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Britain to offer all adults a Covid-19 vaccine by end of July: Report

The British government announced Sunday that it aims to give every adult in the country a first dose of coronavirus vaccine by July 31, a month earlier than its previous target.

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Coronavirus Vaccine | UK govt

AP | PTI  |  London 

A man wears a face mask while he walks in Regent Street, ahead of the new Tier-4 restriction measures, in London, Saturday, Dec. 19, 2020
PM Johnson's Conservative government has been accused of reopening the country too quickly after the first lockdown in the spring.

The British government announced Sunday that it aims to give every adult in the country a first dose of by July 31, a month earlier than its previous target.

The new target also aims for everyone over 50 or with an underlying health condition to get a vaccine shot by April 15, rather than the previous target of May 1.

The makers of the two vaccines that Britain is using, Pfizer and AstraZeneca, have both experienced supply problems in Europe. But UK Health Secretary Matt Hancock, who announced the new targets, said we now think that we have the supplies to speed up the vaccination campaign.

The early success of Britain's vaccination campaign is welcome good news for a country that has had more than 120,000 coronavirus deaths, the highest toll in Europe.

More than 17.2 million people, almost a third of the country's adults, have been given the first of two doses of vaccine since inoculations began on December 8.

Britain is delaying giving second vaccine doses until 12 weeks after the first in order to give as many people as possible partial protection quickly.

The approach has been criticized in some countries and by Pfizer, which says it does not have any data to support the delay but is backed by the UK government's scientific advisers.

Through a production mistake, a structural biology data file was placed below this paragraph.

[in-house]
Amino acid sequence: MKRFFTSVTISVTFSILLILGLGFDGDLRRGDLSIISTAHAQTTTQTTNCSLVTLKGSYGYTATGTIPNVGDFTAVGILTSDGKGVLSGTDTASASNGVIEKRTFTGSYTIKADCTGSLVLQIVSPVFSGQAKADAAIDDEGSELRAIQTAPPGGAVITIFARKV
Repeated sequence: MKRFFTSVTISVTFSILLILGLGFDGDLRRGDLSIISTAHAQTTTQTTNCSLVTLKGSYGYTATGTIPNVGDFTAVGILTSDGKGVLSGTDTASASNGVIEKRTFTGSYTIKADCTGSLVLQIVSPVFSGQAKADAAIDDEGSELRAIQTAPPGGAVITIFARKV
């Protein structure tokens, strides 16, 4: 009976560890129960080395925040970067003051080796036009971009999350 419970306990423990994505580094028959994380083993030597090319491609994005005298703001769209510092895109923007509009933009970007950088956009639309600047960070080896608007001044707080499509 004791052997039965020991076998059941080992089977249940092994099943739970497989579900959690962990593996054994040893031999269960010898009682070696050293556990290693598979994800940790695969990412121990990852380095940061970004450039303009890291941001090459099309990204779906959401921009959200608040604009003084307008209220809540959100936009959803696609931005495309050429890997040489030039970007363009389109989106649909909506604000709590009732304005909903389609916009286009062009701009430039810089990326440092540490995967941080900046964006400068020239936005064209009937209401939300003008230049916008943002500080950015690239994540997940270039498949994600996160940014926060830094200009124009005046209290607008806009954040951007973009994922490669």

News of the new vaccine targets came as Prime Minister Boris Johnson met with senior ministers on Sunday to finalize a road map out of the national lockdown, a plan he is to announce on Monday.

Faced with a dominant UK virus variant that scientists say is both more transmissible and more deadly, Britain has spent much of the winter under a tight lockdown. Bars, restaurants, gyms, schools, hair salons and all nonessential shops have been closed while grocery stories, pharmacies and takeout food venues are still open.

The government has stressed that economic and social reopenings will be slow and cautious, with nonessential shopping or outdoor socializing unlikely before April. Many children will go back to school beginning March 8 and nursing home residents will be able to have one visitor from the same date.

Johnson's Conservative government has been accused of reopening the country too quickly after the first lockdown in the spring.

The number of new confirmed cases, hospitalization and deaths are all declining but remain high, and Johnson says his reopening road map would follow data, not dates.

But he is under pressure from Conservative lawmakers, who argue that restrictions should be lifted quickly to revive an economy that has been hammered by three lockdowns in the last year.

John Edmunds, a member of the government's scientific advisory group, said British hospitals are still treating about 20,000 coronavirus patients, half the January peak but almost as much as height of the first surge in the spring.

If we eased off very rapidly now, we would get another surge in hospitalizations and deaths, he told the BBC.

Edmunds said there is added uncertainty because of new virus variants, including one identified in South Africa that may be more resistant to current vaccines.

Hancock told Sky News that the government would take a cautious but irreversible approach to reopening the economy.

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First Published: Mon, February 22 2021. 01:15 IST
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